In India 100 is synonymous with the Police but the irony is that public in India dread this very word, Its very presence must inspire confidence but it is contrary,In 1950 Justice AN Mullah called police as the "biggest organized goonda(goon)Force,Call100 is journey to empower citizens against the abuse power and corruption of Police.Indian Policing System has the exceptional assured career progression scheme for the criminal elements in Khaki uniform & we need to overhaul it.

Tuesday, November 13, 2007

Reform the bureaucracy

Reform the Bureaucracy
The Times of India
India
Sanjeev Sabhlok
30 July 2007
We face an inexplicable dichotomy in India between the performance of our public and private sector. While Indian business performance is often second to none, the results of India’s public sector are poor beyond description. Delivering simple things like water, electricity, roads and education are well beyond our capacity. This is unacceptable and an explanation is in order. The blame for our poor public sector performance can be laid on the way our bureaucracy is structured and on its incentives structure. I base this conclusion not solely on academic comparisons, but also on the learning acquired by working for 18 years in the IAS and for seven years in the bureaucracy in Victoria state in Australia. Performance of senior Australian bureaucrats was significantly better than anything one had experienced in India. No IAS officer knows more in the relevant subject area, can think as well and as strategically, or lead a team of professionals better, than his Australian counterpart. Australia also constantly benchmarks against the world’s best. Being just a little better than Bihar is not considered sufficient. A new bureaucracy can, however, emerge in India if certain principles are followed: abolition of tenure at senior levels; open market recruitment for each position; contestability of policy advice to political leaders; market competitiveness of remuneration and extensive delegation of responsibility. It is true that merit is taken into account at the entry point of the IAS. But merit is not a one-off measure. Shouldn’t a secretary to the government be a person with a proven track record? Shouldn’t the person be an expert on his subject or a great motivator? What has writing a good essay in an examination at age 21 to do with being a good bureaucrat? Second, we do not reward our officers for performance and integrity. The legal protections provided to IAS officers are such that even when caught taking bribes, they cannot be punished, let alone demoted for non-performance. Errant officers increasingly become indolent, arrogant and incompetent, and yet, advance without resistance into the position of secretary. While Indian taxpayers support this ineffective bureaucracy, thinking perhaps that there is no alternative, advanced countries have used the findings of agency and public choice theory to design systems that reward expertise, leadership and ruthlessly punish bad performance. In doing so, they have transformed their public servants into dynamic agents of change and excellence. We need to begin the desperately needed change by making a fundamental shift in accountability, ensuring that the bureaucracy becomes merely one of the many potential service providers to ministers. This can be done by ministers contractually appointing specialists who are committed to delivering their party’s policy platform as their advisers. No file would then go to a minister without these advisers having had a look. Ministers would then appoint their secretary through an open (preferably global) market competition — in the first instance, on a two-year ‘hire-and-fire’ performance-based contract — paying a salary comparable with what senior MNC executives get in India. Secretaries would similarly appoint their joint secretaries. Each of the newly appointed secretaries would then implement a two-year strategic process to restructure the bureaucracy into departments such as defence, justice, external affairs, public finance, physical infrastructure, social infrastructure, commerce, social capital and community, and sustainability. This would involve significant training and redundancy planning. A public administration Act could under-pin the restructured bureaucracy. Positions requiring significant judgment and leadership skills would be brought under a three-year performance-based contract. By no means will this reform be a panacea for India’s chronic misgovernance. Our political and electoral systems need funda-mental reforms too. But we must begin somewhere, and changing our bureaucratic leadership will make a big difference.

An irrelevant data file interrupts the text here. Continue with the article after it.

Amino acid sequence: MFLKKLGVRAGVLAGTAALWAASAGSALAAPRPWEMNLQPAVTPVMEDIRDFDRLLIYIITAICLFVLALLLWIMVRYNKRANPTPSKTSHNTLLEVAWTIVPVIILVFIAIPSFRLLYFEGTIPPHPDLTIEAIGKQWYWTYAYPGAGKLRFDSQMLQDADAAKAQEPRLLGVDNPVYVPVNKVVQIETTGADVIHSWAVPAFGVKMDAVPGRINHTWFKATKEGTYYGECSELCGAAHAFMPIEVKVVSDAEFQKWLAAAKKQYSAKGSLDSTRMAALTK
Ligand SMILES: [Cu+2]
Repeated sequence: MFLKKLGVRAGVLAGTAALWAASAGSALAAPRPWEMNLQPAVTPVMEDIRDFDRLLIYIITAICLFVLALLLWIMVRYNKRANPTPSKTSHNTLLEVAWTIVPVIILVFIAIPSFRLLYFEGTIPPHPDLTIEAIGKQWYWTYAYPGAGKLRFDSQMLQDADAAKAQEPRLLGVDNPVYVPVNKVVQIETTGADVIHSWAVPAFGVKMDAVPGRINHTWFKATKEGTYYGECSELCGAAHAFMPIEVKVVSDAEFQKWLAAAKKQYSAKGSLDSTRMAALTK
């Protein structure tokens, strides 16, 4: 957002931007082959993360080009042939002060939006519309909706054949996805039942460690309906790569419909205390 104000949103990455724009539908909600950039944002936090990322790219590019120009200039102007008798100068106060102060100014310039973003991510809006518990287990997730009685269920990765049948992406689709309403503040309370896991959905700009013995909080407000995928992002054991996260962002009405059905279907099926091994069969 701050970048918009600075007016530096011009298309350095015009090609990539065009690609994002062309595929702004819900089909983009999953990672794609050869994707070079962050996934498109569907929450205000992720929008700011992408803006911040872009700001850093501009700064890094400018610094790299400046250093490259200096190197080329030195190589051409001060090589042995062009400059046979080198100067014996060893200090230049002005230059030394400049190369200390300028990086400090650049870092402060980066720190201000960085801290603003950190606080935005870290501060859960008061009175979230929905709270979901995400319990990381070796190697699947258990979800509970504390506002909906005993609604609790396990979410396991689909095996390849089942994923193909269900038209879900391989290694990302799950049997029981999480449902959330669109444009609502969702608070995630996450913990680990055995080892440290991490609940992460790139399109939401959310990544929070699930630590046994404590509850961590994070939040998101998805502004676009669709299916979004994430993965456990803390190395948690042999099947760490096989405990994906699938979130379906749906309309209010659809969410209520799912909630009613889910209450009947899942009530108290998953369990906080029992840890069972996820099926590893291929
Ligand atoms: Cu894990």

This article was published in the Times of India on July 30, 2007. Please read the original article here.

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